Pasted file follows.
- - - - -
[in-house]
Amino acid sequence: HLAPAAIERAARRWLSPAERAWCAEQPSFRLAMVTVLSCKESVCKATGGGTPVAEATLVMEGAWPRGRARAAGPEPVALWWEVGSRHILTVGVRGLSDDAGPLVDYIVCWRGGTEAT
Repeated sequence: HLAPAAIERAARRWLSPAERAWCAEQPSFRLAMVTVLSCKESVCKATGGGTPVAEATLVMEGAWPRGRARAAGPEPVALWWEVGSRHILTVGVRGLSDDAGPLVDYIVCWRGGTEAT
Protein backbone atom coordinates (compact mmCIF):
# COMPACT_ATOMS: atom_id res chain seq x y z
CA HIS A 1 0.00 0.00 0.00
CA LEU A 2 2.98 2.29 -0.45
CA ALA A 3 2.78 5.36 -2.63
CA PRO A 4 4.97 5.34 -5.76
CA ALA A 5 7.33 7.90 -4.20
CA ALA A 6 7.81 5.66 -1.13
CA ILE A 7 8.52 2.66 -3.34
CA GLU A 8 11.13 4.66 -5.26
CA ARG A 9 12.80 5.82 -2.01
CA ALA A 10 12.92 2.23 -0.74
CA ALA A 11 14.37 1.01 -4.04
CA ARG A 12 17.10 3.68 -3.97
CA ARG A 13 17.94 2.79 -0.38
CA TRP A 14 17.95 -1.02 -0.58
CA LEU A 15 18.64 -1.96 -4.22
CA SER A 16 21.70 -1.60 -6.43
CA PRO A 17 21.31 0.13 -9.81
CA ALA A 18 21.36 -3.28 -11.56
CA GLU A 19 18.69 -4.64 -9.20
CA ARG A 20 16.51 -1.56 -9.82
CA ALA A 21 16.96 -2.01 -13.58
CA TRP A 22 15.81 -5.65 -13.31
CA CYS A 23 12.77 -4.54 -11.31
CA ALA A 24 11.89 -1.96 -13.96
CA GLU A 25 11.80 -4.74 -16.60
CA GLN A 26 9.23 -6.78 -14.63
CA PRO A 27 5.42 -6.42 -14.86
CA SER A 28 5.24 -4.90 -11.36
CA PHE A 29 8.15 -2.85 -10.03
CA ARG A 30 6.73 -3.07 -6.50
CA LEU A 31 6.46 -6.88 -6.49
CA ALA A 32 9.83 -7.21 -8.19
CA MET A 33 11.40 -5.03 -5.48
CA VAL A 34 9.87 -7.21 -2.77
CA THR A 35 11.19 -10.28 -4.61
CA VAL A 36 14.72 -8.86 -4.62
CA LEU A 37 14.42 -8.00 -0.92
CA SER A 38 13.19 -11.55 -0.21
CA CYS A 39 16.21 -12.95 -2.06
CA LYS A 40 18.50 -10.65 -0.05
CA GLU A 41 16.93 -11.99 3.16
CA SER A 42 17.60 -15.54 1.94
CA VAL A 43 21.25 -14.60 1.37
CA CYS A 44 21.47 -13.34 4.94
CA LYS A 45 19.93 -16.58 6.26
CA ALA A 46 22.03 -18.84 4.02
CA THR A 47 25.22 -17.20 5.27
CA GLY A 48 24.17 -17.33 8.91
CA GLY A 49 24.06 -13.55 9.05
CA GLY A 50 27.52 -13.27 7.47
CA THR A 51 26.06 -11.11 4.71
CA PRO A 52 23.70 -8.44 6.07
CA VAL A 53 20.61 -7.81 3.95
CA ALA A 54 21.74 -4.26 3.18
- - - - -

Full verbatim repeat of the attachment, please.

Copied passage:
[in-house]
Amino acid sequence: HLAPAAIERAARRWLSPAERAWCAEQPSFRLAMVTVLSCKESVCKATGGGTPVAEATLVMEGAWPRGRARAAGPEPVALWWEVGSRHILTVGVRGLSDDAGPLVDYIVCWRGGTEAT
Repeated sequence: HLAPAAIERAARRWLSPAERAWCAEQPSFRLAMVTVLSCKESVCKATGGGTPVAEATLVMEGAWPRGRARAAGPEPVALWWEVGSRHILTVGVRGLSDDAGPLVDYIVCWRGGTEAT
Protein backbone atom coordinates (compact mmCIF):
# COMPACT_ATOMS: atom_id res chain seq x y z
CA HIS A 1 0.00 0.00 0.00
CA LEU A 2 2.98 2.29 -0.45
CA ALA A 3 2.78 5.36 -2.63
CA PRO A 4 4.97 5.34 -5.76
CA ALA A 5 7.33 7.90 -4.20
CA ALA A 6 7.81 5.66 -1.13
CA ILE A 7 8.52 2.66 -3.34
CA GLU A 8 11.13 4.66 -5.26
CA ARG A 9 12.80 5.82 -2.01
CA ALA A 10 12.92 2.23 -0.74
CA ALA A 11 14.37 1.01 -4.04
CA ARG A 12 17.10 3.68 -3.97
CA ARG A 13 17.94 2.79 -0.38
CA TRP A 14 17.95 -1.02 -0.58
CA LEU A 15 18.64 -1.96 -4.22
CA SER A 16 21.70 -1.60 -6.43
CA PRO A 17 21.31 0.13 -9.81
CA ALA A 18 21.36 -3.28 -11.56
CA GLU A 19 18.69 -4.64 -9.20
CA ARG A 20 16.51 -1.56 -9.82
CA ALA A 21 16.96 -2.01 -13.58
CA TRP A 22 15.81 -5.65 -13.31
CA CYS A 23 12.77 -4.54 -11.31
CA ALA A 24 11.89 -1.96 -13.96
CA GLU A 25 11.80 -4.74 -16.60
CA GLN A 26 9.23 -6.78 -14.63
CA PRO A 27 5.42 -6.42 -14.86
CA SER A 28 5.24 -4.90 -11.36
CA PHE A 29 8.15 -2.85 -10.03
CA ARG A 30 6.73 -3.07 -6.50
CA LEU A 31 6.46 -6.88 -6.49
CA ALA A 32 9.83 -7.21 -8.19
CA MET A 33 11.40 -5.03 -5.48
CA VAL A 34 9.87 -7.21 -2.77
CA THR A 35 11.19 -10.28 -4.61
CA VAL A 36 14.72 -8.86 -4.62
CA LEU A 37 14.42 -8.00 -0.92
CA SER A 38 13.19 -11.55 -0.21
CA CYS A 39 16.21 -12.95 -2.06
CA LYS A 40 18.50 -10.65 -0.05
CA GLU A 41 16.93 -11.99 3.16
CA SER A 42 17.60 -15.54 1.94
CA VAL A 43 21.25 -14.60 1.37
CA CYS A 44 21.47 -13.34 4.94
CA LYS A 45 19.93 -16.58 6.26
CA ALA A 46 22.03 -18.84 4.02
CA THR A 47 25.22 -17.20 5.27
CA GLY A 48 24.17 -17.33 8.91
CA GLY A 49 24.06 -13.55 9.05
CA GLY A 50 27.52 -13.27 7.47
CA THR A 51 26.06 -11.11 4.71
CA PRO A 52 23.70 -8.44 6.07
CA VAL A 53 20.61 -7.81 3.95
CA ALA A 54 21.74 -4.26 3.18